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Fecal and urine incontinence is common among obese people, especially those who are in the critical stages of obesity. The National Institutes of Health asserts that bariatric surgery reduces the severity of urine incontinence, but the same effect doesn’t apply to fecal incontinence for some unknown reason. In fact, studies show that over 50 percent of those who have undergone this surgery observed that their fecal incontinence worsened.

Aside from experiencing fecal incontinence, people who underwent weight loss surgery consume more alcohol two years after their procedure, as reported by Reuters. The report furthers that it may have something to do with the effect of the resized stomach on alcohol tolerance. Another possible reason is that people may find themselves substituting drinks for food. This effect of the surgery is still under clinical observations and is subject to in-depth studies. However, people who had weight loss surgery are advised to monitor their alcohol intake, and consult with their doctor if there is a change in their drinking habits.


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Satori World Medical is affiliated with the best hospitals all over the world that offer different medical procedures, including bariatric surgery. Its website lists the other treatments its International Centers of Excellence provide.

Is fear of traveling keeping Americans from medical travel?

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The Deloitte Center for Health Solutions states that “Americans are the least likely to go outside their home country for health care” and “only 3 percent of Americans would definitely consider traveling outside the United States for either necessary or elective care; only 1 percent had actually done so in the past year.”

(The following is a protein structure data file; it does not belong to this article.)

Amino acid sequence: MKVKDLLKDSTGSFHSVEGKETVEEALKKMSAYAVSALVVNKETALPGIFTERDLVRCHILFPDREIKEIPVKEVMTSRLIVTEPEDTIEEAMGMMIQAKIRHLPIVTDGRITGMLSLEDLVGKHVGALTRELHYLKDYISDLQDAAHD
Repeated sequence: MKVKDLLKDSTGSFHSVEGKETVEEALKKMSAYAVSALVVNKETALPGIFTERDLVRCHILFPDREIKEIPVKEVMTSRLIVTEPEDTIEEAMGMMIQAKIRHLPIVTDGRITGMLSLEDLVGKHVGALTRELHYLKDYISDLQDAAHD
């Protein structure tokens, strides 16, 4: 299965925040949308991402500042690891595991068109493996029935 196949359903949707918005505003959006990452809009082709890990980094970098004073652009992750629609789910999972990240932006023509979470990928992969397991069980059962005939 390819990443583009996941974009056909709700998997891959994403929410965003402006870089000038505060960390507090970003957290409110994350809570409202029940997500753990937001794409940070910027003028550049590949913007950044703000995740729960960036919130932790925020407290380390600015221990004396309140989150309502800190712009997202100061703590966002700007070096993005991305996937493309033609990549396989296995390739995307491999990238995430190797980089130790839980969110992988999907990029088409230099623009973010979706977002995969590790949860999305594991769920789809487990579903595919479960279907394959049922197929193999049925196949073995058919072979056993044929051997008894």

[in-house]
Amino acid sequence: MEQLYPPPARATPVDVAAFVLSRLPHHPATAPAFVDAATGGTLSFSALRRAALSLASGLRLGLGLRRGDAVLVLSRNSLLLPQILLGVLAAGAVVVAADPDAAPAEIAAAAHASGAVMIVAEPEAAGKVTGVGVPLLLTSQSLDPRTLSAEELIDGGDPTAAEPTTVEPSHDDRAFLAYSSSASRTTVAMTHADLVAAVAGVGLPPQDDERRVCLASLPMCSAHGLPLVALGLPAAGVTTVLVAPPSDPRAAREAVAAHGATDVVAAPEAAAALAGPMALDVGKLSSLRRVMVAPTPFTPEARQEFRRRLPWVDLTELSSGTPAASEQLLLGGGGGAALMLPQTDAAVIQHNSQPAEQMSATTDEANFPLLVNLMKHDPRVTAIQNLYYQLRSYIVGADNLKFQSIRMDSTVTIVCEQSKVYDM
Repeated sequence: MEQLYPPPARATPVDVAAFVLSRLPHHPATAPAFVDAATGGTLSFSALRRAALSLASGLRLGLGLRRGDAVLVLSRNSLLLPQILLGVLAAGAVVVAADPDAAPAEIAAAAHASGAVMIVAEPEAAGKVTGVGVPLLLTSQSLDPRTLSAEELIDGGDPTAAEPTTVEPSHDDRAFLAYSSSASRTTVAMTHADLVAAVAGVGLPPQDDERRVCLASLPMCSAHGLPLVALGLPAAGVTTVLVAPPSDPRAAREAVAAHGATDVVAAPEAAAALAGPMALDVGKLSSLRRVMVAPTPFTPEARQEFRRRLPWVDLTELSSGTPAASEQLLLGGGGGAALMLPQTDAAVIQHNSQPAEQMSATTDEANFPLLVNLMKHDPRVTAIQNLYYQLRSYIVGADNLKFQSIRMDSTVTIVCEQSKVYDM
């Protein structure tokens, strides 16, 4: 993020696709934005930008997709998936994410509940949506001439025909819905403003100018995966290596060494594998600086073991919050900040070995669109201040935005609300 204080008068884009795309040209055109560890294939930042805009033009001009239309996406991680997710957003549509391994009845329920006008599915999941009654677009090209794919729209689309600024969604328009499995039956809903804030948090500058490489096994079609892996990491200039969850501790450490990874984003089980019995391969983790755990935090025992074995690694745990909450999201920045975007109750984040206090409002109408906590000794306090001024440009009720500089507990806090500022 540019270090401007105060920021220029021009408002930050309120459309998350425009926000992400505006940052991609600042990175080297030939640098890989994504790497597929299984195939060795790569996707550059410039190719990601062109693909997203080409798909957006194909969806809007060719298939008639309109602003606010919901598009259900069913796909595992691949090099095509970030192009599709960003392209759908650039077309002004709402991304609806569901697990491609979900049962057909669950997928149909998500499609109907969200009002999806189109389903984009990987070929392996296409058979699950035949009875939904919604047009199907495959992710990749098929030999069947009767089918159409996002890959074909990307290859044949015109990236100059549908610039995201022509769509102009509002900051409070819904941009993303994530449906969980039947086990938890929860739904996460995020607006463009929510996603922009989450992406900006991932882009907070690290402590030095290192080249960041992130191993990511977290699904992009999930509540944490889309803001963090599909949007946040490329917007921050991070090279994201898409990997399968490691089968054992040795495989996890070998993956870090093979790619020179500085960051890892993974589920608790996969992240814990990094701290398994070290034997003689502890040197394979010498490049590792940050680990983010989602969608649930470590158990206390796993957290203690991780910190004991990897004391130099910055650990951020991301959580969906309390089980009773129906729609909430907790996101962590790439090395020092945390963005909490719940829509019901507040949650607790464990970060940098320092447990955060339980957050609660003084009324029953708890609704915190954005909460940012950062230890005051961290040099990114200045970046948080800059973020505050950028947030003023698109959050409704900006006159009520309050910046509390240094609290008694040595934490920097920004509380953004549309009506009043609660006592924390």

Since the benefits of medical travel far outweigh its disadvantages, lack of interest in medical travel might not be the problem. After all, if medical travel offers high-quality health care at a fraction of the cost and is being promoted as an enjoyable way to see the world, then why aren’t more people opting for medical travel?

Is doing the actual traveling putting off most Americans from medical travel?

There are three possible reasons why people would be afraid of traveling:

They are afraid of flying. This is one of the most common fears people have, and since medical travel usually involves the patient getting on a plane, this can be a big problem.



They can’t afford to travel. Many people have the perception that traveling is expensive. It can be, but with proper research and preparation, it doesn’t have to be.

It’s not safe. This is one of the main reasons why people are too reluctant to travel to another country, especially with all the news about unrest in some countries.

Realistically, most of these fears are illogical. The likelihood of dying in a plane crash is 1 in 1.7 million to 1 in 29.4 million, according to, and visiting another country, as long as it isn’t war-torn, is totally safe.


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The Satori World Medical website has all the information you need regarding medical travel.

Plastic surgery: Asking the essential questions before getting an elective procedure